Automated damage assessment from overhead imagery has the potential to improve the efficiency and effectiveness of response operations. Advances in remote sensing technology – both airborne and space-based platforms – have led to more and better quality imagery and better availability, and this trend is likely to continue. In order to utilize available imagery, automated processing is needed to quickly distill useful information, reducing the need for human analysis.
We are developing algorithms for automated damage assessment, and a framework for delivering geospatial situational intelligence to support response operations, primarily for electrical utilities. Electrical power is critical to the overall response to an event for communications, and to human safety for heat, light, food preservation and clean water. Electrical utilities are responsible for bringing their services back online as quickly as possible and they could restore power more quickly if accurate damage assessments were provided within 24 hours of an event.
The initial algorithms developed to date are a change-based damage assessment algorithm and a rubble-based damage assessment algorithm. The former is applied to two images, one pre-event and one post-event. The algorithm was designed to be flexible enough to work with two images from different sensors and with different resolutions, so that whatever imagery is available can be utilized. The algorithm was applied to satellite imagery for eight different historical tornado events and the resulting damage assessment agreed well with human analysis. The rubble-based algorithm is applied to a single, post-event image and uses the presence of rubble and debris as an indicator of damage. This algorithm requires sub-meter resolution and works well with the imagery acquired by NOAA's Remote Sensing Division to support emergency response using their airborne sensor. The algorithm was applied to the imagery collected after Hurricane Ike and Hurricane Sandy. The results show that the effectiveness of this approach will vary by event. In the case of Hurricane Ike, there was a significant amount of wind damage to structures that produced detectable rubble. In the case of Hurricane Sandy, however, much of the damage was due to flooding and storm surge and so a different algorithm would be more appropriate, such as flood mapping from synthetic aperture radar imagery.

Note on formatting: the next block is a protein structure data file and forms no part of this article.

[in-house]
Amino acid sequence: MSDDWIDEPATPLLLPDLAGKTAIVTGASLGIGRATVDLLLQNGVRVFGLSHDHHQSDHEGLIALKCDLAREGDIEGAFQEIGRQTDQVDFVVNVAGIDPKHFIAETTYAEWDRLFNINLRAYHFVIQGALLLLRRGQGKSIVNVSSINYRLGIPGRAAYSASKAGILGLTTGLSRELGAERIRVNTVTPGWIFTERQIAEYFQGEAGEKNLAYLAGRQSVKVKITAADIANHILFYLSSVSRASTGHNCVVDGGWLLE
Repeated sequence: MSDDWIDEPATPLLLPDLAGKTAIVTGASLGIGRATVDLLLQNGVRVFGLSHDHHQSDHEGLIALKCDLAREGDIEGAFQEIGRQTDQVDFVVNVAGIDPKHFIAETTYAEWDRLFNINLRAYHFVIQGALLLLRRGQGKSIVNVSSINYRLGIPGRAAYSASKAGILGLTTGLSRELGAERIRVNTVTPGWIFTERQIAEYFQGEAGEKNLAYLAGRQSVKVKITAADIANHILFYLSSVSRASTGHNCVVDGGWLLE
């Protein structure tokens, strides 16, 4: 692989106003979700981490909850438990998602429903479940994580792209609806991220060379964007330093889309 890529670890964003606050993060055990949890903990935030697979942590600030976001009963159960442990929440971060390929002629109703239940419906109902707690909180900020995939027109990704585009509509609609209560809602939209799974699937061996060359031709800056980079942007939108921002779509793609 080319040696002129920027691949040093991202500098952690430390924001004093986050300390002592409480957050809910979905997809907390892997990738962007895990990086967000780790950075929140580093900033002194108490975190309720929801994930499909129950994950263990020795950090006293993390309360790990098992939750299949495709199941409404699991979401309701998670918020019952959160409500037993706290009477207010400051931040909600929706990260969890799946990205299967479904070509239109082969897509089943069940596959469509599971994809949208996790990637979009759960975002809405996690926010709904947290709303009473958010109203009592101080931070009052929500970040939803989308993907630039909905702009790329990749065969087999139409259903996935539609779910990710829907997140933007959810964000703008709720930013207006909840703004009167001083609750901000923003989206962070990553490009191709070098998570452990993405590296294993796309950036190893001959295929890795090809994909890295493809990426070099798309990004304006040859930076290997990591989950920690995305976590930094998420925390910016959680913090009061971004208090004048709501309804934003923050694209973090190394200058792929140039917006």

As we continue to develop algorithms and the framework for information delivery, we invite collaboration from the meteorological and emergency response communities, electrical utilities, and imagery providers. Our long-term vision for a weather-event decision-support system includes the integration of data such as storm tracks, localized wind speed and direction, stream gauge levels, land cover and infrastructure locations to enhance the accuracy of automated image-based damage assessment.